Spenders and Savers: How to Cope with Differing Spending Styles

Couple discussing finances

When it comes to money, there are two basic styles: spenders and savers. These two lifestyles can be radically different, and if your partner has a different philosophy when it comes to finances, this can cause difficulties in your relationship unless both parties are willing to compromise.


“Savers tend to follow David Chilton’s [author of The Wealthy Barber] idea of ‘paying yourself first’,” says Craig Giesbrecht, Retail Sales and Services Manager at Cambrian Credit Union. They tend to stick to a budget, and put money away into their savings every paycheque. It is common for savers to maintain several different savings accounts for different things, such as a down payment on a home, insurance, or vacations. “Overall, savers are disciplined and set themselves up well for their future, but they may lack flexibility if there is an opportunity that comes up outside of their budget,” Giesbrecht says, noting that “there are opportunities to have debt work in your favour, especially in our low interest environment right now.”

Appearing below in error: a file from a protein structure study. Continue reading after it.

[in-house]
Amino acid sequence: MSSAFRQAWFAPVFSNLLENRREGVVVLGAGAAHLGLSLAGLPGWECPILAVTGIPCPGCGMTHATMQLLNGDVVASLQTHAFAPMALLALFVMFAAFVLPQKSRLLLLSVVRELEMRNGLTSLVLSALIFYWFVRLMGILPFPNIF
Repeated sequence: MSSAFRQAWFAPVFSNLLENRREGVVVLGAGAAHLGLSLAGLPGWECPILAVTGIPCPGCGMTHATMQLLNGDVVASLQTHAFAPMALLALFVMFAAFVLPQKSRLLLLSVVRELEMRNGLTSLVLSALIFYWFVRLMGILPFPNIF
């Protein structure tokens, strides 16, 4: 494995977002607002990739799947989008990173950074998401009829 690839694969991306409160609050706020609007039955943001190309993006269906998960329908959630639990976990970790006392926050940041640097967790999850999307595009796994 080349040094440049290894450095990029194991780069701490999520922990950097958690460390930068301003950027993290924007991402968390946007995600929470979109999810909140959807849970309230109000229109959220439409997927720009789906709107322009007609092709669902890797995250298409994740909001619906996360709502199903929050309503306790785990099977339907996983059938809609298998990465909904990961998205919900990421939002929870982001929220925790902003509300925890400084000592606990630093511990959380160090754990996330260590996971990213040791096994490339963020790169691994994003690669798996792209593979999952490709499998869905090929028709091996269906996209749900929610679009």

Spenders are the opposite of savers: a spender tends to live for today, and it is common for them to live beyond their means. “A spender may not maintain an emergency fund, so in emergencies they live in overdraft protection or using credit,” says Giesbrecht. While spenders are great at getting what they want now, if they are not careful, their debt load can get out of control. Giesbrecht points out that “spenders can still be spenders if they pay themselves first and stay disciplined when it comes to important expenses”.

In a saver/spender relationship, compromise is essential, says Giesbrecht. “The ‘saver’ should encourage the ‘spender’ to regularly put money away for common goals,” says Giesbrecht. The ‘spender’ may also encourage the ‘saver’ to loosen the purse strings a little bit from time to time in order to “live life now”.

Regardless of your philosophy on money, it is important to be open and transparent with your partner regarding the status of your finances. “I’ve seen situations over the years where one person is not honest about their debts, and it is a very uncomfortable situation,” he says.